Holiday camp reviewLooking back on a successful week
Kate has written at length on the Adventure Syndicate blog (link here) about the deeper currents that ran through the girls' bikepacking camp. In this shorter post I just want to highlight a few interesting observations from the surface.
- We were granted a 3 year licence from the Adventure Activities Licensing Authority back in the summer. During the bikepacking week we welcomed an inspector from Adventure RMS to do a moderation visit. It was great to have him along for a successful visit with some very positive feedback. Besides a sprained ankle which meant that one participant had to miss out on the cycling for the last two days, it was just the usual bruises and minor cuts you'd expect from a week's biking. To her credit the participant with the sprained ankle got a lift out to the campsite so she could hobble along and join in with the bivvy!
- The Green Drive Hall worked really well as a venue. There's biking in Culduthel Woods, which is looking really good thanks to the hard work of the volunteers at Culduthel Community Woods (link here). It's great to be building relationships with these organisations, keeping true to our ethos of working in small, local, independent networks wherever possible.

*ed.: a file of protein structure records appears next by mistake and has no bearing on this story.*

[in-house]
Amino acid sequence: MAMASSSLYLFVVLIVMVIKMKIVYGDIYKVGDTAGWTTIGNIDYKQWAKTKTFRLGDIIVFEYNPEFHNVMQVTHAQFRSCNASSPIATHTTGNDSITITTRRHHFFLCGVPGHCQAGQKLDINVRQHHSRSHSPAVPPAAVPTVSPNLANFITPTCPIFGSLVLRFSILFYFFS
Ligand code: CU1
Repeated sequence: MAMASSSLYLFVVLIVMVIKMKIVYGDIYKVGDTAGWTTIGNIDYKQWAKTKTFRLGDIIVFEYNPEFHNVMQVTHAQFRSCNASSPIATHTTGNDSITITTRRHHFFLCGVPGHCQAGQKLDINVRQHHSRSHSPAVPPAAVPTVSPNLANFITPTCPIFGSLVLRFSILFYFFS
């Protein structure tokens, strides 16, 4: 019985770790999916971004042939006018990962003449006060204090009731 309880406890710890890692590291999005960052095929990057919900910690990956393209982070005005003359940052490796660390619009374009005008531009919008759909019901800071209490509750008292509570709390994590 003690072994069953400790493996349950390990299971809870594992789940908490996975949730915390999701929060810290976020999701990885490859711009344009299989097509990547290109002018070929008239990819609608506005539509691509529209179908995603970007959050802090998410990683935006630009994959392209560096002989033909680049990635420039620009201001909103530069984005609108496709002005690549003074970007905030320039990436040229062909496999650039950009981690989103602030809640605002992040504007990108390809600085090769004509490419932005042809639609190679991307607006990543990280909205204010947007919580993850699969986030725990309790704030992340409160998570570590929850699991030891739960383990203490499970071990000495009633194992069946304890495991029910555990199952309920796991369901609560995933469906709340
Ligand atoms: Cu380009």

- Our distinctive full catering plan worked well, thanks to Sarah and her team at Red Pepper Catering. Feedback from parents on the full day timings (8am to 5.30pm) was very positive, and they enjoyed not having to make packed lunches (I know that feeling).
Looking ahead to Easter 2022, it's really a case of how to expand. We definitely want to cater for a broader - especially younger - age group, there's no doubt about that. We're going to offer some hill-based activities, and that will almost certainly require the use of a small vehicle. It was super special that we didn't use a vehicle once during the bikepacking camp, but that just isn't realistic for other activities such as hillwalking and rock climbing. So maybe a bit of compromise there, as long as we're not driving miles. Keeping going with girls and boys groups too: there is clearly demand for that based on the feedback received so far. It's an interesting one: in my view so long as there's plenty of socialising in the morning around breakfast, and in the afternoon for soup, then there clearly is an argument for offering boys and girls activity groups, and some mixed groups too.